Saturday, July 27, 2013

The Homegrown Preschooler (Schoolhouse Review)

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My two oldest children are very close, and they do almost everything together.  That means my 3 year old, ("almost 4" if you ask him) wants to do school with his brother.  However, I believe in natural, informal, play-based learning for preschoolers.  I do not use formal lessons or curriculum for the preschool/Pre-K years.  Not that a formal curriculum isn't the perfect choice for another family, but it's not the right fit for my family.  Of course I was thrilled to review a book from Gryphon House Publishing all about teaching preschoolers in their natural environment.

Gryphon House publishes books to help teachers, caregivers and parents enrich the lives of young children, and The Homegrown Preschooler - Teaching Your Kids in the Places They Live by Kathy H. Lee & Lesli M. Richards ($29.95) was written by veteran homeschoolers and experienced early childhood educators.



Whether you plan to send your child to public or private school or continue homeschooling after the preschool years, The Homegrown Preschooler was written to help you teach your child at home in as natural and fun a way as possible.  The authors aims to show how you can provide stimulation for all areas of academic, physical and social-emotional development through everyday experiences and simple activities.



Creating Teachable Moments

The authors share tips and resources for how to naturally "teach" subjects like mathematics, science, and language by finding teachable moments throughout the day.  There are also ideas for planning simple activities to engage your preschooler during lessons for older siblings or for special one-on-one time.

For example, everyday mathematical activities might include measuring ingredients for a recipe, sorting laundry, weighing produce at the grocery store or telling time on the clock when we make transitions throughout the day.  Simple planned activities might include pattern blocks or creating an activity bag with a mathematical concept as the focus.


I provided the blocks, but he created the symmetrical design on his own.

We can name letters and sounds, trace the letters with our fingers, or go on letter scavenger hunts



Not all Learning is Contrived 

Something I identified strongly with is how the authors stressed that at this age, almost any activity a child naturally engages in is helping them develop different skills.  Not all learning needs to be planned out.

So when Emory was "making potions" outside in the bird bath, he was developing fine motor skills by picking flower buds and leaves, and gross motor skills by bending down and stirring.  He was engaging his senses as he touched various textures, smelled flowers and listened to the birds.  He was developing his language skills has we had a natural discussion about his creative play.






What's Included?
  • Suggestions for all seasons of life and all sizes of families
  • Activity ideas for science, math, literacy, art and other areas of development
  • A variety of interesting recipes throughout the book
  • Recipes for making your own art and sensory supplies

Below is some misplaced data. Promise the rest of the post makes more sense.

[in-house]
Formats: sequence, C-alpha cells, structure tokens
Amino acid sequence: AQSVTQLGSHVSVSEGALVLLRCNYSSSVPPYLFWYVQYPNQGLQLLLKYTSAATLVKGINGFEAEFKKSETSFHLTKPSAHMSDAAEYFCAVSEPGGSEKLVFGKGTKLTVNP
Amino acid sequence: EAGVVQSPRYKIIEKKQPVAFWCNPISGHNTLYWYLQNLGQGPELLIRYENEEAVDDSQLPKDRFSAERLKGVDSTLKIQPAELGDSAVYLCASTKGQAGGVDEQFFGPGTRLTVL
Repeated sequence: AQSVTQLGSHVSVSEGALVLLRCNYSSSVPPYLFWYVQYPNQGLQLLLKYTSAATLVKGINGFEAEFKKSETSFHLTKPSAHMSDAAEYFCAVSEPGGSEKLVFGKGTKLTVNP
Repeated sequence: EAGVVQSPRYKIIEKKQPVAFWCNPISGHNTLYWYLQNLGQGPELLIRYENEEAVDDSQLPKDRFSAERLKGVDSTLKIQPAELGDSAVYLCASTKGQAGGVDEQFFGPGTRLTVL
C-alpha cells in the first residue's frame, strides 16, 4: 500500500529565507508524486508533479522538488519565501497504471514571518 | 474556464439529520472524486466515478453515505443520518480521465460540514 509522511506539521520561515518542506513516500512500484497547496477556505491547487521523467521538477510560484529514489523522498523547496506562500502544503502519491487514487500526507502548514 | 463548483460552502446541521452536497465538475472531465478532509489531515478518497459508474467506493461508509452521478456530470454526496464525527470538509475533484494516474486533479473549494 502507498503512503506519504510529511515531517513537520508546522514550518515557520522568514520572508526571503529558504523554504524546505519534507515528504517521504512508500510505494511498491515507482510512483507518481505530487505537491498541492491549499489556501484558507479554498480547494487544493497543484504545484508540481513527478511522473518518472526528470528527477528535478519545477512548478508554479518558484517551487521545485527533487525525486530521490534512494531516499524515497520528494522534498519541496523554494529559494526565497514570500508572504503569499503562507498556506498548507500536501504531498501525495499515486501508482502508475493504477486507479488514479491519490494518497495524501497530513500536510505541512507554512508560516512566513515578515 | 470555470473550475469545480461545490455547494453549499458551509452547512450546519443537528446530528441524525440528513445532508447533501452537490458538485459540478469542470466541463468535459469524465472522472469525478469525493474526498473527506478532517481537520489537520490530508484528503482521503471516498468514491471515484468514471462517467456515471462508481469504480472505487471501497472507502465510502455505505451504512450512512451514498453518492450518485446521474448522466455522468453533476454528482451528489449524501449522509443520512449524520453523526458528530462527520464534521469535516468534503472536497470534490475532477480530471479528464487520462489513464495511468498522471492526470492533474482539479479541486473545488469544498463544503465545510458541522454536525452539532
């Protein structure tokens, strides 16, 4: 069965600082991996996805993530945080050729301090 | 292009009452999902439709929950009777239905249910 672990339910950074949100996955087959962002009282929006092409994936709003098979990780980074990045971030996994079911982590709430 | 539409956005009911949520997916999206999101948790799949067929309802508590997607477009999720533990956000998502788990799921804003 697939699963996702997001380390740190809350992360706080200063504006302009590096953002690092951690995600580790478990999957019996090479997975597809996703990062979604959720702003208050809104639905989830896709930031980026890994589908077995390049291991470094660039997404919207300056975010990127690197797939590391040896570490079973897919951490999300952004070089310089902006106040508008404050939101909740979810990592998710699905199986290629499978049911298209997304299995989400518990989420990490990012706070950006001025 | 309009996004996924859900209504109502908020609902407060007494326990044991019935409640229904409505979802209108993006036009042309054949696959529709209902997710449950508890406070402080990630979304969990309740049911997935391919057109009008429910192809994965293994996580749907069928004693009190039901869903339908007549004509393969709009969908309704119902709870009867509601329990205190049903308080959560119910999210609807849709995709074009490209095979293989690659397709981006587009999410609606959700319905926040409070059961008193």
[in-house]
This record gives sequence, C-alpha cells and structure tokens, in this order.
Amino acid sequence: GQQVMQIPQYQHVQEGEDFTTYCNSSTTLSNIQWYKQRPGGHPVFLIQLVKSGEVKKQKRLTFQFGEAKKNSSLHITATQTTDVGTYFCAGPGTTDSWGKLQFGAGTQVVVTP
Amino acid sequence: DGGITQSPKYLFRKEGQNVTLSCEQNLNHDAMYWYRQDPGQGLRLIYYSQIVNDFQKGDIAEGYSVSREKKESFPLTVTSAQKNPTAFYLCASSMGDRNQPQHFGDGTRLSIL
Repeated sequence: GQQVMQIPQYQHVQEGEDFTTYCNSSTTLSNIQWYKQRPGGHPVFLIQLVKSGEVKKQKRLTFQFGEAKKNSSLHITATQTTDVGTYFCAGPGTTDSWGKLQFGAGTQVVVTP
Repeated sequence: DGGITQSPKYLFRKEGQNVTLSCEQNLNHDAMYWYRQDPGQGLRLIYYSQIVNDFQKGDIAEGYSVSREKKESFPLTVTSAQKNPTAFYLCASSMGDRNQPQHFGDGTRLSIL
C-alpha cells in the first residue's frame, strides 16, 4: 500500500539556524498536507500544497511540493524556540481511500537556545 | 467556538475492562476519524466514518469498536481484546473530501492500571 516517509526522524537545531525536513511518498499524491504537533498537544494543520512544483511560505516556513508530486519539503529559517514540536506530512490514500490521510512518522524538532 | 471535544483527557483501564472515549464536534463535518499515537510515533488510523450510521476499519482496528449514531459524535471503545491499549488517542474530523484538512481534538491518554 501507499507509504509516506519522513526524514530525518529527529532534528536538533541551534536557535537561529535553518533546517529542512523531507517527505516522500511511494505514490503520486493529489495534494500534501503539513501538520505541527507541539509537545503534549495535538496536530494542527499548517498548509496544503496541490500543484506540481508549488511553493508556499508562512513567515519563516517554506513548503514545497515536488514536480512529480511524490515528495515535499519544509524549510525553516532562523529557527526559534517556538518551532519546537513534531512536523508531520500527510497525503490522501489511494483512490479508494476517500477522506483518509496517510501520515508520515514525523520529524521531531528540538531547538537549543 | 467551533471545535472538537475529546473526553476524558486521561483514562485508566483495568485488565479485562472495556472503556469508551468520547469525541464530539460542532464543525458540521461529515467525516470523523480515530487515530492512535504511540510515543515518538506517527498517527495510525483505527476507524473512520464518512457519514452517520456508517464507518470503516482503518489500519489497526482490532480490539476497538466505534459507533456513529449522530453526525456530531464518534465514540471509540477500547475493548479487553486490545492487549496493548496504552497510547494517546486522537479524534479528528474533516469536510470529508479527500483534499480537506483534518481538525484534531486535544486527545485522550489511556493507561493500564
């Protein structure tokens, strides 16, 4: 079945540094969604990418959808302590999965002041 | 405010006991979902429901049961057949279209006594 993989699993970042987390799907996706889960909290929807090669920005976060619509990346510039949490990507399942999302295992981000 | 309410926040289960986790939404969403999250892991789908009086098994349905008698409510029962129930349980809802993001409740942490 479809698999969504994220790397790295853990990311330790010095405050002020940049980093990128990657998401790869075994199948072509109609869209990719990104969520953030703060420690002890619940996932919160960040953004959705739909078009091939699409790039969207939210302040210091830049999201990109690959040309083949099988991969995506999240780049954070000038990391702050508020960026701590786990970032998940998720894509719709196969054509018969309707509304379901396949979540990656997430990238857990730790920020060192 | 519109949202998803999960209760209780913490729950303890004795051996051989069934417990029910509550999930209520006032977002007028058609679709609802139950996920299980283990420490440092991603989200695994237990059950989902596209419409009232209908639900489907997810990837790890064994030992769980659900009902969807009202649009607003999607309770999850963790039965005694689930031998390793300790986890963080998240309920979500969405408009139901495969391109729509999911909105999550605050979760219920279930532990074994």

• Instructions for making a light table and an easel {Going on my honey-do list}
  • Field trip ideas
  • Favorite children's books with ideas for fun activities to enhance the book
  • Checklists for weekly activities and a list of supplies that might be useful
  • A list of favorite stores, books (for parents) and online resources
Baking soda and vinegar with food coloring explores acid/base reactions and color mixing




Final Thoughts
This book really affirmed the choices I've been making for my young children.  There are no complicated lesson plans or expensive supplies.  It's just about being intentional.  I love the simple suggestions such as developing literacy skills with good books and meaningful conversations, playing music in the background during playtime, and encouraging outdoor play!

Climbing trees with a cousin - nature study, gross motor skills, social skills

Playing on swing set - gross motor skills




I also love that it is all informal, and it's all easy.  The Homegrown Preschooler isn't about setting specific academic goals or designing a full-blown curriculum.  It's more about recognizing the developmental areas you want to work on with your child, and being intentional about finding teachable moments.  What this book suggests is really how I've been "homeschooling" my children all along, and even though it wasn't a revelation for me, it was still relevant with practical advice and a plethora of ideas.

Apple tree study (nature study), gathering apples (motor skills) and counting apples (math) one evening



Would I Recommend This Book?
Yes, I would recommend this book to any parent (or caregiver) of preschoolers.  It's a bit pricey for the information offered, considering I've been doing preschool this way for a few years now without any similar type books, but I still enjoyed the read.  Plus, it's relevant beyond homeschoolers.  There is so much valid advice for parents in general.  Even if you send your child to a preschool or daycare, this book offers a lot of fun activities you can do together on the evenings, weekends or during the summer.  The tips for how to include your child in household chores are practical.  Going on nature walks or field trips are great family activities.  There's so much to this book, that it can really apply to any family dynamic.  I enjoyed it, and will be keeping my copy around for inspiration during Emory's Pre-K year!



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You should also check out more reviews of The Homegrown Preschooler and an arts & crafts book, Global Art by Mary Ann Kholer.





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